Romanian economy grows 5.7 pct y/y in third quarter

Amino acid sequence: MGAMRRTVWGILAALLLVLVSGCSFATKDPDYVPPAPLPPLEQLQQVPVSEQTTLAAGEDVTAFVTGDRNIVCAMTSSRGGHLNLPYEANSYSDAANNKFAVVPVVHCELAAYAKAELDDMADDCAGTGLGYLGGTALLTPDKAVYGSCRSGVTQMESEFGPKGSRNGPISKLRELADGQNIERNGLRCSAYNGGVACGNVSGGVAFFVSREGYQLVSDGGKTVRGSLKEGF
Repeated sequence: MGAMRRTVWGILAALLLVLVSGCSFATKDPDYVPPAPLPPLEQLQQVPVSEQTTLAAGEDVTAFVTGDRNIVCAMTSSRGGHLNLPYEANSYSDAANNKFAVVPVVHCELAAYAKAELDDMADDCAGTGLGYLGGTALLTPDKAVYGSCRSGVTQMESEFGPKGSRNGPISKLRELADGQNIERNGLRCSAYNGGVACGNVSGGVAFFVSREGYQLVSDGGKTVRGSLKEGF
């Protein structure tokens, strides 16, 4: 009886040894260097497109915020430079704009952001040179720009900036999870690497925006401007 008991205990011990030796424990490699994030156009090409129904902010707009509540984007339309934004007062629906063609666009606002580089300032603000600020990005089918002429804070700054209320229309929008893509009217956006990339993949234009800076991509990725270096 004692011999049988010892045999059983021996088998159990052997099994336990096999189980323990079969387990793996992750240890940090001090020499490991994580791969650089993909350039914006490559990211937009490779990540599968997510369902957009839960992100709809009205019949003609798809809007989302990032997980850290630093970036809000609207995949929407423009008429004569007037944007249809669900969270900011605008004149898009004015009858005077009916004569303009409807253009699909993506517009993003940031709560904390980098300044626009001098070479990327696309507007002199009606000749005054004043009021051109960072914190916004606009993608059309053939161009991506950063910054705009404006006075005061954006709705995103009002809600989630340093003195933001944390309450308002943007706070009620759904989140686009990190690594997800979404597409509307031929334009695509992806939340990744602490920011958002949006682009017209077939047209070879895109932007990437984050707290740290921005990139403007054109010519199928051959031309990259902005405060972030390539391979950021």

BUCHAREST – Romania’s economy grew by a higher-than-expected 5.7 percent in the third quarter of 2007 propelled by robust demand, and economists warned there were signs of overheating. Statistical data showed yesterday that GDP was up 5.8 percent in the first nine months. The new European Union member expanded by 8.3 percent in the third quarter of last year and 5.6 percent in April-June this year. The European Union newcomer’s economy has grown robustly in recent years driven by foreign investment, efforts by companies to modernize and strong household spending as Romanians race to improve living standards. But the spending spree has fanned import growth, widening the current account gap and raising concerns that if foreign cash dries up, the country may face financing problems. Officials see the external shortfall reaching up to 14 percent of gross domestic product this year. Analysts surveyed by Reuters had forecast growth at 5.1 percent for the third quarter. «Stronger growth (will)… push up inflation,» said Simon Quijano-Evans, economist at Unicredit in Vienna. «In order to keep inflation expectations and meet (next year’s) target… the central bank will have to hike rates.» The bank raised its key rate to 7.5 percent in October as inflation surged above the 3-5 percent target for 2007. Analysts say a deteriorating outlook for inflation will prompt a new hike in January. The central bank and the International Monetary Fund have repeatedly urged the centrist government, which commands only 20 percent of seats in parliament, to tighten fiscal and wage policies to rein in demand and boost economic competitiveness. The government also needs to show ratings agencies it is serious about reforms to prevent possible downgrades. Earlier this month, Standard & Poor’s revised Romania’s outlook to negative from stable due to worries over a lack of policies to contain the current account deficit. Higher demand? In the absence of a breakdown of Q3 GDP data, which will be released on December 7, analysts said it was difficult to pinpoint to a reason for the higher-than-expected figure. «Either it is some form of better-than-expected contribution from exports or… basically higher consumption,» Quijano-Evans said. «I would tip toward the latter.» Nominal GDP was 111.3 billion lei ($46.65 billion), the statistical office said. Others said growth may have been supported by a jump in other sectors, such as construction or services. «We have a better-than-expected figure because a weak agricultural output due to drought was clearly offset by steep growth in the construction sector,» said ABN Amro analyst Catalina Constantinescu. The leu currency firmed versus the euro after the data release as dealers said the growth figure would improve market sentiment toward the recently battered currency.